Familial knockin mutation of LRRK2 causes lysosomal dysfunction and accumulation of endogenous insoluble α-synuclein in neurons

Jason Schapansky, Saurabh Khasnavis, Mark P. DeAndrade, Jonathan D. Nardozzi, Samuel R. Falkson, Justin D. Boyd, John B. Sanderson, Tim Bartels, Heather L Melrose, Matthew J. LaVoie

Research output: Contribution to journalArticle

13 Citations (Scopus)

Abstract

Missense mutations in the multi-domain kinase LRRK2 cause late onset familial Parkinson's disease. They most commonly with classic proteinopathy in the form of Lewy bodies and Lewy neurites comprised of insoluble α-synuclein, but in rare cases can also manifest tauopathy. The normal function of LRRK2 has remained elusive, as have the cellular consequences of its mutation. Data from LRRK2 null model organisms and LRRK2-inhibitor treated animals support a physiological role for LRRK2 in regulating lysosome function. Since idiopathic and LRRK2-linked PD are associated with the intraneuronal accumulation of protein aggregates, a series of critical questions emerge. First, how do pathogenic mutations that increase LRRK2 kinase activity affect lysosome biology in neurons? Second, are mutation-induced changes in lysosome function sufficient to alter the metabolism of α-synuclein? Lastly, are changes caused by pathogenic mutation sensitive to reversal with LRRK2 kinase inhibitors? Here, we report that mutation of LRRK2 induces modest but significant changes in lysosomal morphology and acidification, and decreased basal autophagic flux when compared to WT neurons. These changes were associated with an accumulation of detergent-insoluble α-synuclein and increased neuronal release of α-synuclein and were reversed by pharmacologic inhibition of LRRK2 kinase activity. These data demonstrate a critical and disease-relevant influence of native neuronal LRRK2 kinase activity on lysosome function and α-synuclein homeostasis. Furthermore, they also suggest that lysosome dysfunction, altered neuronal α-synuclein metabolism, and the insidious accumulation of aggregated protein over decades may contribute to pathogenesis in this late-onset form of familial PD.

Original languageEnglish (US)
Pages (from-to)26-35
Number of pages10
JournalNeurobiology of Disease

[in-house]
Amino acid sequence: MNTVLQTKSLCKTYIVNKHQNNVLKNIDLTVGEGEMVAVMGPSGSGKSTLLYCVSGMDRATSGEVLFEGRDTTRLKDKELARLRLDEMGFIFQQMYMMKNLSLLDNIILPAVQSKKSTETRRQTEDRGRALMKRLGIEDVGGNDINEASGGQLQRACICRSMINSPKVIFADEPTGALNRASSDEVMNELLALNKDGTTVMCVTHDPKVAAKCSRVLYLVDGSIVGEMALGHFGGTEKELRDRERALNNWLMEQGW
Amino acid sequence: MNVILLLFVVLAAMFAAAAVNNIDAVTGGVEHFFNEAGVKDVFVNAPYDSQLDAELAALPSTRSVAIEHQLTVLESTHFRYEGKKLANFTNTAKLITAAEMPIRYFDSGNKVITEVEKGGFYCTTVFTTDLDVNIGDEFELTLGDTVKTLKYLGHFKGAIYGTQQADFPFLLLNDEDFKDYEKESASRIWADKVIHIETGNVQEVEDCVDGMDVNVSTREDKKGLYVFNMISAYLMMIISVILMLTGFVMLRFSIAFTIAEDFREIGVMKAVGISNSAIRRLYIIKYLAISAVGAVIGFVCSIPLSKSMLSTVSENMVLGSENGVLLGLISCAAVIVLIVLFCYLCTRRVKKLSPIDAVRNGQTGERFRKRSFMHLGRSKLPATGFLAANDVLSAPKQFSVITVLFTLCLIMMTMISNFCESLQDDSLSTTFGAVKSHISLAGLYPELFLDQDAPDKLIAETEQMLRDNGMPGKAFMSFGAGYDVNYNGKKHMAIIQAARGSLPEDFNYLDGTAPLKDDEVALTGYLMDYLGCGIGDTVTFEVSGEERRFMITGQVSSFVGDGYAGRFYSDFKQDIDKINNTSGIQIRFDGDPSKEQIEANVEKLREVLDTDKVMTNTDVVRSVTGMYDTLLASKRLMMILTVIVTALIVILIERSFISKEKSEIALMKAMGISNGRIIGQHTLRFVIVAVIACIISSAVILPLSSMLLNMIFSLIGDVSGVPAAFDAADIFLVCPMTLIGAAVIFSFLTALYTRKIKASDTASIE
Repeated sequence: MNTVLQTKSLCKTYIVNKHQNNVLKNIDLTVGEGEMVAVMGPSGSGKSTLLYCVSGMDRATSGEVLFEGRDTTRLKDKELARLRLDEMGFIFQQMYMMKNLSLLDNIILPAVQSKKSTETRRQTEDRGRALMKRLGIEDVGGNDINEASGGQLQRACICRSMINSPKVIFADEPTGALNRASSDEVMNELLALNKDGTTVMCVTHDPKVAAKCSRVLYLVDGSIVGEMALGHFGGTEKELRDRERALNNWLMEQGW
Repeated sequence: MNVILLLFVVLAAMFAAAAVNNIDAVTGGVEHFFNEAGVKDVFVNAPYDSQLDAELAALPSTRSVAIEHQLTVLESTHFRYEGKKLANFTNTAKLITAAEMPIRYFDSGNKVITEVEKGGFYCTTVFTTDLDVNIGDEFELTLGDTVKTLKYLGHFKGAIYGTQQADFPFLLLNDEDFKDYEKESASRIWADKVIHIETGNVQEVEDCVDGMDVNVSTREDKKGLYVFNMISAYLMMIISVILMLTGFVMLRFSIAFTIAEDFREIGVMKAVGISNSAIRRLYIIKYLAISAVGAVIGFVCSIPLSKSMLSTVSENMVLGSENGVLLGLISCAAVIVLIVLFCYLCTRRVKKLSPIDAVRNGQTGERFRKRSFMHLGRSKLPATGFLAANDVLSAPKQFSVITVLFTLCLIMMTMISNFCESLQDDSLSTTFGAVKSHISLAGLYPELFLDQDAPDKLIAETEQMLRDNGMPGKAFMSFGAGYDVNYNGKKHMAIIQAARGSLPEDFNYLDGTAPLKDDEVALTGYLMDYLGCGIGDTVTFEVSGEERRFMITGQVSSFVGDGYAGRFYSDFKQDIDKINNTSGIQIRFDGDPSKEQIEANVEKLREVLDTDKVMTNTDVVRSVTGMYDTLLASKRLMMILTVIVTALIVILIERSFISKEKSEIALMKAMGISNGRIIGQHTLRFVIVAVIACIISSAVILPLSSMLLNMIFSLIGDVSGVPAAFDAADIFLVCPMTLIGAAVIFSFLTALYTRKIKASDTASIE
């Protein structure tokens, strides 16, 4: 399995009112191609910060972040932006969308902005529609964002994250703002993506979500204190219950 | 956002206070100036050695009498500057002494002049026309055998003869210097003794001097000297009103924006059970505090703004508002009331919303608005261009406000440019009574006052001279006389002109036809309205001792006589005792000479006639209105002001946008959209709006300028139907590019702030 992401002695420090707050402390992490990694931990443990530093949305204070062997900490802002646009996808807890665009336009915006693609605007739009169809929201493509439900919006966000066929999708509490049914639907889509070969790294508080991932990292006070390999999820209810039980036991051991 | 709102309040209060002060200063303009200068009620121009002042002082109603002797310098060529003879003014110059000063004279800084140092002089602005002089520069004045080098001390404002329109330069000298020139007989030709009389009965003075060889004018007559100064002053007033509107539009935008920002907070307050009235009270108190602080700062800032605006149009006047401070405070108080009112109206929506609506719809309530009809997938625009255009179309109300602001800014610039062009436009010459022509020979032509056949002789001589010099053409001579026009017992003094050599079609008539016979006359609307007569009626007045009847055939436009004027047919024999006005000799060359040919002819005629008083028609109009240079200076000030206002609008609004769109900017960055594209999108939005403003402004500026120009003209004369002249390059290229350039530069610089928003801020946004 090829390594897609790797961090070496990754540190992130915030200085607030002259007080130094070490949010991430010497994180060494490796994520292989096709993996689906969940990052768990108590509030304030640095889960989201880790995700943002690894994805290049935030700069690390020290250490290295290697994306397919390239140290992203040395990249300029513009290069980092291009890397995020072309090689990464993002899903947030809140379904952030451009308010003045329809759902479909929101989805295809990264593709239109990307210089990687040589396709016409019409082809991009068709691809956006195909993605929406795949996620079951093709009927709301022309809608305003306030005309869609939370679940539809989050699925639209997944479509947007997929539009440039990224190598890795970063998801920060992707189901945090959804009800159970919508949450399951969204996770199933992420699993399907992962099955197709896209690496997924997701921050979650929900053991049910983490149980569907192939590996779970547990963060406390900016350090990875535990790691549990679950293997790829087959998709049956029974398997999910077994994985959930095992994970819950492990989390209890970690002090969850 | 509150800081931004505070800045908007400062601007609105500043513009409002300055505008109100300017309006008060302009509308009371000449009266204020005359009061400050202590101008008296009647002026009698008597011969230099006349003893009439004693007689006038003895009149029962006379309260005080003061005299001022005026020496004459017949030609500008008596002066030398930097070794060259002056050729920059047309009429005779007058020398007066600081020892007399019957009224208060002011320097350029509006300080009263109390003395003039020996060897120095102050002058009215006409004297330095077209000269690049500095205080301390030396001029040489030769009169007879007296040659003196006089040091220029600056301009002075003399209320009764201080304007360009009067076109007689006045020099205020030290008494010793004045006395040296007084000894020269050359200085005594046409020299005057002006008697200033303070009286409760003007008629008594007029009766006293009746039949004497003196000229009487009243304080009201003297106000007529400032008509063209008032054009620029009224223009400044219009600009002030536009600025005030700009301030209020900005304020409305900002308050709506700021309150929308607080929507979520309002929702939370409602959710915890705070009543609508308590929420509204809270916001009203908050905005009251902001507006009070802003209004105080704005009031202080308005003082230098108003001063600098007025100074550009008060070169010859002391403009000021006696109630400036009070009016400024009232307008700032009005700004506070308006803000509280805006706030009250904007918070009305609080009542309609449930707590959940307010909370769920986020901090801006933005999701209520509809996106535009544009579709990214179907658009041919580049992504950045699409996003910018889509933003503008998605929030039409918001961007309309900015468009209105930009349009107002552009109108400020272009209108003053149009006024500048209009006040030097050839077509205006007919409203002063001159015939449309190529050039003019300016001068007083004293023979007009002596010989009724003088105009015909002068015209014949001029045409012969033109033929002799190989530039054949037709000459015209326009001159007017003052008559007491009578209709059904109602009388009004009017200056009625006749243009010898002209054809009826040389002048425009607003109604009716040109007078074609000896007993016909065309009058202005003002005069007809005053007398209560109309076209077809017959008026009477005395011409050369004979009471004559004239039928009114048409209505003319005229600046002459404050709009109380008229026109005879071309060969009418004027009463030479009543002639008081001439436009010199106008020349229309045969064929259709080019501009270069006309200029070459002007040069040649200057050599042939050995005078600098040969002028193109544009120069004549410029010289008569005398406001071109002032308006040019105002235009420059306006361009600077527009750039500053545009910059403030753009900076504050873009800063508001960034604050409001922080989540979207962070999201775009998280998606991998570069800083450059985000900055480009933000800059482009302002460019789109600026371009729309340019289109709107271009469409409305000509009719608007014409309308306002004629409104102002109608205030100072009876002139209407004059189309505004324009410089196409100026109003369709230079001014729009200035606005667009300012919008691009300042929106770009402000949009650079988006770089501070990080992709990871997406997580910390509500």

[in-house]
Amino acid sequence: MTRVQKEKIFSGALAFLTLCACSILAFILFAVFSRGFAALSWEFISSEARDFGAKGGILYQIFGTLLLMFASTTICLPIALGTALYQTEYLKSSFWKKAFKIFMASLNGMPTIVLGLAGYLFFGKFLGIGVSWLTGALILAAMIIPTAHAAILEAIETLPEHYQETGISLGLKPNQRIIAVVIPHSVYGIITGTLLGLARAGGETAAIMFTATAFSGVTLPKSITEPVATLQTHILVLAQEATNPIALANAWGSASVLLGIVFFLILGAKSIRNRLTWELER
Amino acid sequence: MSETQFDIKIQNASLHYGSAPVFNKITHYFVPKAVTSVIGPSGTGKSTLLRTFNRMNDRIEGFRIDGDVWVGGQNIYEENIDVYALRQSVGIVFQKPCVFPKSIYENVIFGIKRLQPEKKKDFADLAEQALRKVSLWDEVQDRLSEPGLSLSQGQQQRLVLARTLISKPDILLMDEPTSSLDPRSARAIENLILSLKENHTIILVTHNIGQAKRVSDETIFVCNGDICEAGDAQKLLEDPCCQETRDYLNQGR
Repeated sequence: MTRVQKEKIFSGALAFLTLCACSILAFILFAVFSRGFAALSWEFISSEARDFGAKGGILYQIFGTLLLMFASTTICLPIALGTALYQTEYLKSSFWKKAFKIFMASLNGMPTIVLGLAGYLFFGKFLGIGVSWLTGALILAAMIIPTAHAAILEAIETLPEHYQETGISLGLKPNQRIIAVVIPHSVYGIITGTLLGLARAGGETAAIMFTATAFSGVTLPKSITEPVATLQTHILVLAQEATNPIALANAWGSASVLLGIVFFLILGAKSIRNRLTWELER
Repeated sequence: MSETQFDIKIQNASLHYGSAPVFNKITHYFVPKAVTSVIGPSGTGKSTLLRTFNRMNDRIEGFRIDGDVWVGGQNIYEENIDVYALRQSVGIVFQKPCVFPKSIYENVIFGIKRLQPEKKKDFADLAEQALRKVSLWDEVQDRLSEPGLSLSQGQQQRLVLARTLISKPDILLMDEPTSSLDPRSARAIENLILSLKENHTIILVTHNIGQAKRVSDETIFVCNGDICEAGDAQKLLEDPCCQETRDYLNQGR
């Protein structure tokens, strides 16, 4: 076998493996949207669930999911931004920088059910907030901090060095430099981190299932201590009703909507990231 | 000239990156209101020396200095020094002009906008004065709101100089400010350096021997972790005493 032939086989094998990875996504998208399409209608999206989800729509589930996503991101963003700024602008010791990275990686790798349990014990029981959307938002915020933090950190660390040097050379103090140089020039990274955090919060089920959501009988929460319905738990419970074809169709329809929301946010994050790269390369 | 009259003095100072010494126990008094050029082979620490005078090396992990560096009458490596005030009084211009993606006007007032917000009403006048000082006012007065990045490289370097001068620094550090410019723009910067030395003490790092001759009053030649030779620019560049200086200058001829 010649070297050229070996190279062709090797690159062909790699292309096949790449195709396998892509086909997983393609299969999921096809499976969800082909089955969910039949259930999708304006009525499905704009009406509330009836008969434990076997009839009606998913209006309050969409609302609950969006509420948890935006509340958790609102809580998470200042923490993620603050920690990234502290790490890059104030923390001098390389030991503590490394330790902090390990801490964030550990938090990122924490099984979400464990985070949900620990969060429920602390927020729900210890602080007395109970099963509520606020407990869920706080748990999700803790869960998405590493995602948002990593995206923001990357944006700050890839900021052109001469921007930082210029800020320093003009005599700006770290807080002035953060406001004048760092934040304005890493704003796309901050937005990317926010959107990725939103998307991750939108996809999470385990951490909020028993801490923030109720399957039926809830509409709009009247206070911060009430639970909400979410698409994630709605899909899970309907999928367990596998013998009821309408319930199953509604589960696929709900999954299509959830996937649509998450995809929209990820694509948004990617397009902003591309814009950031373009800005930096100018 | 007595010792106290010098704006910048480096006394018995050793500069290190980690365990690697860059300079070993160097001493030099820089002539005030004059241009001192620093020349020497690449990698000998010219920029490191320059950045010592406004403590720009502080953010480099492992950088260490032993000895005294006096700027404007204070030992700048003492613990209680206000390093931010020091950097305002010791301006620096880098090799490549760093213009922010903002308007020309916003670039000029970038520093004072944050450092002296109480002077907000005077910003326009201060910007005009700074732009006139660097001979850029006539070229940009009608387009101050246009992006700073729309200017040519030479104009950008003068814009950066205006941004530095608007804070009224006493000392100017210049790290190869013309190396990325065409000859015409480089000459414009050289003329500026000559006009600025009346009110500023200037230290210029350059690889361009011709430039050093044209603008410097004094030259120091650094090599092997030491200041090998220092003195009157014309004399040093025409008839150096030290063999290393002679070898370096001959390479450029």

Volume111
DOIs
StatePublished - Mar 1 2018

Fingerprint

Synucleins
Lysosomes
Phosphotransferases
Neurons
Mutation
Tauopathies
Lewy Bodies
Neurites
Missense Mutation
Detergents
Parkinson Disease
Homeostasis

Keywords

  • LRRK2
  • Lysosome
  • Parkinson's disease
  • Tau
  • Tau phosphorylation
  • α-Synuclein

ASJC Scopus subject areas

  • Neurology

Cite this

Schapansky, J., Khasnavis, S., DeAndrade, M. P., Nardozzi, J. D., Falkson, S. R., Boyd, J. D., ... LaVoie, M. J. (2018). Familial knockin mutation of LRRK2 causes lysosomal dysfunction and accumulation of endogenous insoluble α-synuclein in neurons. Neurobiology of Disease, 111, 26-35. https://doi.org/10.1016/j.nbd.2017.12.005

Familial knockin mutation of LRRK2 causes lysosomal dysfunction and accumulation of endogenous insoluble α-synuclein in neurons. / Schapansky, Jason; Khasnavis, Saurabh; DeAndrade, Mark P.; Nardozzi, Jonathan D.; Falkson, Samuel R.; Boyd, Justin D.; Sanderson, John B.; Bartels, Tim; Melrose, Heather L; LaVoie, Matthew J.

In: Neurobiology of Disease, Vol. 111, 01.03.2018, p. 26-35.

Research output: Contribution to journalArticle

Schapansky, J, Khasnavis, S, DeAndrade, MP, Nardozzi, JD, Falkson, SR, Boyd, JD, Sanderson, JB, Bartels, T, Melrose, HL & LaVoie, MJ 2018, 'Familial knockin mutation of LRRK2 causes lysosomal dysfunction and accumulation of endogenous insoluble α-synuclein in neurons', Neurobiology of Disease, vol. 111, pp. 26-35. https://doi.org/10.1016/j.nbd.2017.12.005
Schapansky, Jason ; Khasnavis, Saurabh ; DeAndrade, Mark P. ; Nardozzi, Jonathan D. ; Falkson, Samuel R. ; Boyd, Justin D. ; Sanderson, John B. ; Bartels, Tim ; Melrose, Heather L ; LaVoie, Matthew J. / Familial knockin mutation of LRRK2 causes lysosomal dysfunction and accumulation of endogenous insoluble α-synuclein in neurons. In: Neurobiology of Disease. 2018 ; Vol. 111. pp. 26-35.
@article{8399b9665084468082f547ed13213bea,
title = "Familial knockin mutation of LRRK2 causes lysosomal dysfunction and accumulation of endogenous insoluble α-synuclein in neurons",
abstract = "Missense mutations in the multi-domain kinase LRRK2 cause late onset familial Parkinson's disease. They most commonly with classic proteinopathy in the form of Lewy bodies and Lewy neurites comprised of insoluble α-synuclein, but in rare cases can also manifest tauopathy. The normal function of LRRK2 has remained elusive, as have the cellular consequences of its mutation. Data from LRRK2 null model organisms and LRRK2-inhibitor treated animals support a physiological role for LRRK2 in regulating lysosome function. Since idiopathic and LRRK2-linked PD are associated with the intraneuronal accumulation of protein aggregates, a series of critical questions emerge. First, how do pathogenic mutations that increase LRRK2 kinase activity affect lysosome biology in neurons? Second, are mutation-induced changes in lysosome function sufficient to alter the metabolism of α-synuclein? Lastly, are changes caused by pathogenic mutation sensitive to reversal with LRRK2 kinase inhibitors? Here, we report that mutation of LRRK2 induces modest but significant changes in lysosomal morphology and acidification, and decreased basal autophagic flux when compared to WT neurons. These changes were associated with an accumulation of detergent-insoluble α-synuclein and increased neuronal release of α-synuclein and were reversed by pharmacologic inhibition of LRRK2 kinase activity. These data demonstrate a critical and disease-relevant influence of native neuronal LRRK2 kinase activity on lysosome function and α-synuclein homeostasis. Furthermore, they also suggest that lysosome dysfunction, altered neuronal α-synuclein metabolism, and the insidious accumulation of aggregated protein over decades may contribute to pathogenesis in this late-onset form of familial PD.",